• Once you sense that you have poured enough water, begin to knead the mix into a solid form. You want the mix to be soft and doughy but not powdery, lumpy or soaky. If too wet, just pour more flour.
  • Let the dough rest for 2-3 minutes.

Step 3: Molding, Rolling & Shaping

By now, you should have a solid dough form, ready to be molded and shaped.

  • Begin by portioning the dough to roll and make into separate balls.
  • Flatten each ball using your hands to make patties - think burger patties. If you see cracks on the edges, fix them by shaping with your hands. You may need to add a few drops of water to fix.

Now, how big and how thick to flatten each arepa depends on taste. I like them not too thick but not too thin and not too small either. I don't like to make them too thick because the cooking time will be longer. But I do like them thick enough to fill them up. - more on that later. For now, you are ready to move on to the cooking section.

NOTE: Here, to save time for the next time, you may want to make extra dough to store in the refrigerator. I like to roll the dough into balls to store or you can just store the prepared dough as is.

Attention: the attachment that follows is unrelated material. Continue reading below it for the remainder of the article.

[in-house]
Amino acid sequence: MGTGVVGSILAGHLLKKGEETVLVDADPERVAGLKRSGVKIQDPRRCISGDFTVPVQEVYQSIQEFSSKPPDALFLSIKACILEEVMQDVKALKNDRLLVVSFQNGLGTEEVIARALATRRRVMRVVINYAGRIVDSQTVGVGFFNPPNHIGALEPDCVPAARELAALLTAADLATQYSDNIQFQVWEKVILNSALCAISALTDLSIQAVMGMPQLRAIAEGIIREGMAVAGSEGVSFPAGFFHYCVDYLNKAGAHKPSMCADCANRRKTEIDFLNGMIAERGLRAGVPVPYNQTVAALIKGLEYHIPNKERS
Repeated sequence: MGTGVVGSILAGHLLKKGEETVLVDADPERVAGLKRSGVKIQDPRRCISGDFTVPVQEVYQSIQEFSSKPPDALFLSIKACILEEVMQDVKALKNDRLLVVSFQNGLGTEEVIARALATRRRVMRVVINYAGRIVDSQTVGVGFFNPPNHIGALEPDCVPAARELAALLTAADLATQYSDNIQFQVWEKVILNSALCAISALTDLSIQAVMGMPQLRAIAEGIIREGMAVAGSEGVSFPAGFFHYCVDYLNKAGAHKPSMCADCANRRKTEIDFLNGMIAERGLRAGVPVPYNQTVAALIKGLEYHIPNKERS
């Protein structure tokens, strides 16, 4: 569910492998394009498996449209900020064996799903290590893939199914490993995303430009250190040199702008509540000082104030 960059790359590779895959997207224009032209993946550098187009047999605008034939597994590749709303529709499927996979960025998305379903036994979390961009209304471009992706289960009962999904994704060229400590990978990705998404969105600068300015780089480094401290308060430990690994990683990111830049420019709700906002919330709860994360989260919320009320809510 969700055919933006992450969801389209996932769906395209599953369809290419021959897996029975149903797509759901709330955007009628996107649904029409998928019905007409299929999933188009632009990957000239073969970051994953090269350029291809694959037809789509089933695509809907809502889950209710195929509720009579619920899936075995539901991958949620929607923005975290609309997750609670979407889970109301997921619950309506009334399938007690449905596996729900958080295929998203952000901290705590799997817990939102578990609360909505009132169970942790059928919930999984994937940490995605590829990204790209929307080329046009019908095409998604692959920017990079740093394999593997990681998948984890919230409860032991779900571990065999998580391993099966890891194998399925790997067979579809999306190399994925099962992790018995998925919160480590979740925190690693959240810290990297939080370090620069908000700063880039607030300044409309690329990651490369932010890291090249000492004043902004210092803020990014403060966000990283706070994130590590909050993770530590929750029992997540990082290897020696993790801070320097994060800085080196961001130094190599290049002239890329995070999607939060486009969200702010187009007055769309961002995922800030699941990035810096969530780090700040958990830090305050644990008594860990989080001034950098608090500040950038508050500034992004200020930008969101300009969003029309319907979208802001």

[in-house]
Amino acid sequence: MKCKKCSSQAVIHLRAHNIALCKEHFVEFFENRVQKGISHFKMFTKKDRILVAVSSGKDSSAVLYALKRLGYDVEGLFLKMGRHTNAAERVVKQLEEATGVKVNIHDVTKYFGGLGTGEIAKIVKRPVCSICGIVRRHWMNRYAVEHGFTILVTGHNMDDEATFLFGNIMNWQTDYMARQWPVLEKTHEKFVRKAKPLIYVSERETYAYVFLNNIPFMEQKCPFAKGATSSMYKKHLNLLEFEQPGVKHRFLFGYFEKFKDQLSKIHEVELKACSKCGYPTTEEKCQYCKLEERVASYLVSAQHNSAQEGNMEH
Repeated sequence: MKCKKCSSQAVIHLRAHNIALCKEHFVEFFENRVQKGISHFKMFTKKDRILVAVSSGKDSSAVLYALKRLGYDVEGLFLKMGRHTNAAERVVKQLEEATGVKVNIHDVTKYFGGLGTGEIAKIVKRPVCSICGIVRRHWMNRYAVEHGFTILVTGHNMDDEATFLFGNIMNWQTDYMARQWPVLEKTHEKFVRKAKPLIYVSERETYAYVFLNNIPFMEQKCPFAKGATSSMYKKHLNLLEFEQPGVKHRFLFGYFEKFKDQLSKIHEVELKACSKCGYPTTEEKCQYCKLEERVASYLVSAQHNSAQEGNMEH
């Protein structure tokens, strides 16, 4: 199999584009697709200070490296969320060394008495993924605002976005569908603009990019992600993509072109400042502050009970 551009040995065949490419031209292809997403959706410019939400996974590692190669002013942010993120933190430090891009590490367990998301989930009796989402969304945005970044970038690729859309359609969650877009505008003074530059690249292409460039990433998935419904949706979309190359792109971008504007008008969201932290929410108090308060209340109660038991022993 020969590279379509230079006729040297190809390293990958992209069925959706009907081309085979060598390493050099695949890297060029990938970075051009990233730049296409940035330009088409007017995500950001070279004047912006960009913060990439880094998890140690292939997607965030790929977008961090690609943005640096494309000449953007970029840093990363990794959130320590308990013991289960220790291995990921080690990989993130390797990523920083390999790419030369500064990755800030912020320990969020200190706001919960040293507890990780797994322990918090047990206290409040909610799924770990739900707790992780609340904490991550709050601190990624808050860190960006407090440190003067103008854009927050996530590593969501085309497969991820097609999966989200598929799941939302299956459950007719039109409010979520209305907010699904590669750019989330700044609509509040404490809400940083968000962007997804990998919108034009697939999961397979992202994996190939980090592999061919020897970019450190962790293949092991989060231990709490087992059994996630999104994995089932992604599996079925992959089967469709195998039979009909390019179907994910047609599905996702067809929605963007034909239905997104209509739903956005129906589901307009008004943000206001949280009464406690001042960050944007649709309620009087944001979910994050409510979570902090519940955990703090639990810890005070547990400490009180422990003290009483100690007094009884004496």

Step 4: Cooking Time - Let's Get the Heat On

You have shaped the dough into patties and are now ready to prepare:

  • Heat up the griddle/skillet over medium heat and spread butter evenly over it -- I typically use two tablespoons of butter. You may use as much as needed or desired. Also, you can use olive oil instead of butter.
  • When the butter has melted (or the olive has heated), place the arepas onto the griddle.
  • Cook each side until golden brown. The bag instructions call for 5 minutes on each side. I like to cook for 8-10 minutes on each side.
  • Flip periodically. Also, intermittently, add butter or brush each side with oil.

The arepas will be done when crunchy (but not too crunchy) and golden brown on each side. Also, you may tap the middle of each arepa. They should sound hollow.

Time to enjoy, but before we go there. Read the next step

Step 5: This Is the Yum Yum Step - Go Nuts. Use Your Imagination and Dream of Possibilities

You are more than welcome to eat the arepas as soon as they are ready.

You can eat them plain, or just put butter, and cheese on top and be done. Or you can go the extra step:

  • Slice the arepa using a serrated knife; cut entirely or, preferably, just halfway - be careful not to burn yourself. You may want to hold the arepa with a napkin while cutting it.
  • Fill with whatever your heart desires. You can stuff it with either scrambled eggs, shredded cooked chicken, meat or pork, sausage with avocados, or with whatever combo you can dream of.
  • You may also dress up your final filling with your favorite hot or barbecue sauce.

If you venture out into making arepas, I hope you let me know how it goes. Also, let me know what stuffing concoction you come up with.

Bon appetit!

Breakfast Challenge 2017

Participated in the
Breakfast Challenge 2017